Category Archives: OSMF

Posts about organisation of the OpenStreetMap Foundation. Working groups, the board, and other entities, and how we structure our organisation

Powering OpenStreetMap’s Future: A year of improvements from OpenStreetMap Foundation’s Site Reliability Engineer

Just over one year ago, I joined the OpenStreetMap Foundation (OSMF) with the goal of enhancing the reliability and security of the technology and infrastructure that underpins OpenStreetMap. Throughout the past year, I have worked closely with the Operations Working Group, a dedicated team of volunteers. Together, we have made significant progress in improving our processes and documentation, ultimately strengthening our collective effectiveness. I am immensely grateful for the support and collaboration within this group, and I am delighted to witness the remarkable strides we have taken in building a solid foundation for the future of OpenStreetMap.

I’ll go into a little detail below about what’s transpired. At a high level, I made it easier to manage deployment of the software running on our servers; hardened our network infrastructure through better redundancy, monitoring, access, and documentation; grew our use of cloud services for tile rendering, leveraging a generous AWS sponsorship; improved our security practices; refreshed our developer environments; and last but definitely not least, finalised migration of 16 years of content from our old forums to our new forums.

If you want to hear more from me over the course of the work last year, check out my talk at State of the Map 2022 and my interview on the GeoMob podcast. And I’d love to hear from you, email me at osmfuture@firefishy.com.

2022-2023 Site Reliability Details

Managing software on our servers

Containerised small infrastructure components (GitHub Actions for building)

I have containerised many of our small sites which were previously built using bespoke methods in our chef codebase as part of the “Configuration as code” setup. Moved the build steps to Github Actions. Setup a base for any future container (“docker”) based projects going forward. These are our first container / docker based projects hosted on OSMF infrastructure.

Our chef based code is now simpler, more secure and deploys faster.

Improved chef testing (ops onboarding documentation)

We use chef.io for infrastructure (configuration) management of all our servers and the software used on them. Over the last year the chef test kitchen tests have been extended and now also work on modern Apple Silicon machines. The tests now reliably run as part of our CI / PR processes. The tests add quality control and assurance to the changes we make. Adding ARM support was easier to add because we could use test kitchen before moving onto ARM server hardware.

Having reliable tests should help onboard new chef contributors.

Hardened our network infrastructure

Network Upgrades @ AMS (New Switches, Dual Redundant Links, Dublin soon)

Our network setup in Amsterdam was not as redundant as it should have been. The Cisco Small Business equipment we used we had out-grown. We had unexpected power outages due to hardware issues. The equipment was also limiting future upgrades. The ops group decided to replace the hardware with Juniper equipment which we had standardised on at the Dublin data centre. I replaced the equipment with minimal downtime in a live environment (<15mins).

Both Dublin and Amsterdam data centres now use a standardised and more security configuration. Each server now has fully bonded links for improved redundancy and performance. The switches have improved power and network redundancy. We are awaiting the install of the fully resilient uplinks (order submitted) in the next month.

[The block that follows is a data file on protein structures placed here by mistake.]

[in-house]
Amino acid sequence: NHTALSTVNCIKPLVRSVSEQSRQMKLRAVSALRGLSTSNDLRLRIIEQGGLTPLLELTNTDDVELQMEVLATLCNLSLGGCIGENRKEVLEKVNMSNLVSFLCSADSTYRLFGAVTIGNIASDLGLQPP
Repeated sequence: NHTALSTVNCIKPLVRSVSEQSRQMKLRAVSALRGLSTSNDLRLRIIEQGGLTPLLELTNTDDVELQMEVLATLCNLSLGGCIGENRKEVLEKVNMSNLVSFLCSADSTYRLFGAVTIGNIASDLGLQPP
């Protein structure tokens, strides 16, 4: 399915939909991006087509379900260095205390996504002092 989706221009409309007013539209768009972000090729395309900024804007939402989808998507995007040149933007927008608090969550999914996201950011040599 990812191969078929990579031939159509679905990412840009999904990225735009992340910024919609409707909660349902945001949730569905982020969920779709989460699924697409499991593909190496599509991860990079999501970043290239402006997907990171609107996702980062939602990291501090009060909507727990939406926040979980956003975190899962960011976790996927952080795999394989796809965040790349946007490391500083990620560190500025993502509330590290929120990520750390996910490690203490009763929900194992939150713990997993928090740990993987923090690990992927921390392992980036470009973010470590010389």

Out of Band access to both data centres (4G based)

I built and installed an out-of-band access devices at each site. The devices are hard wired to networking and power management equipment using serial consoles. The out-of-band devices have resilient 4G link to a private 4G network (1NCE). The out-of-band access devices are custom built Raspberry PIs with redundant power supplies and 4x serial connectors.

Documentation of Infrastructure to easy maintenance (Racks / Power)

I documented each rack unit, power port (Power Distribution Unit), network connection and cable at the data centres. This makes it easier to manage the servers, reduces errors and allows us to properly instruct remote hands (external support provider) to makes any chances on our behalf.

Oxidized (Visibility of Network Equipment)

Our network and power distribution configuration is now stored in git and changes are reported. This improves visibility of any changes, which in turn improves security.

Config is continiously monitored and any config drift between our sites is now much easier to resolve.

Terraform Infrastructure as Code (improve management / repeatability)

Terraform is an infrastructure-as-code tool, we now use it for managing our remote monitoring service (statuscake) and I am in the process of implementing it to manage our AWS and Fastly infrastructure.

Previous these components were all managed manually using the respective web UIs. Infrastructure-as-code allows the Ops team to collaboratively work on changes, enhances visibility and the repeatability / rollback of any changes.

We manage all domains DNS using dnscontrol code. Incremental improvements have been made over the last year, including add CI tests to improve outside collaboration.

Grew our use of cloud services

AWS in use for rendering infrastructure. Optimised AWS costs. Improved security. Improved Backup. More in pipeline

Ops team have slowly been increasing our usage of AWS over a few years. I have built out multiple usage specific AWS accounts using an AWS organisation model to improve billing and security as per AWS best practise guidelines. We generously received AWS sponsorship for expanding our rendering infrastructure. We built the experimental new rendering infrastructure using ARM architecture using AWS Graviton2 EC2.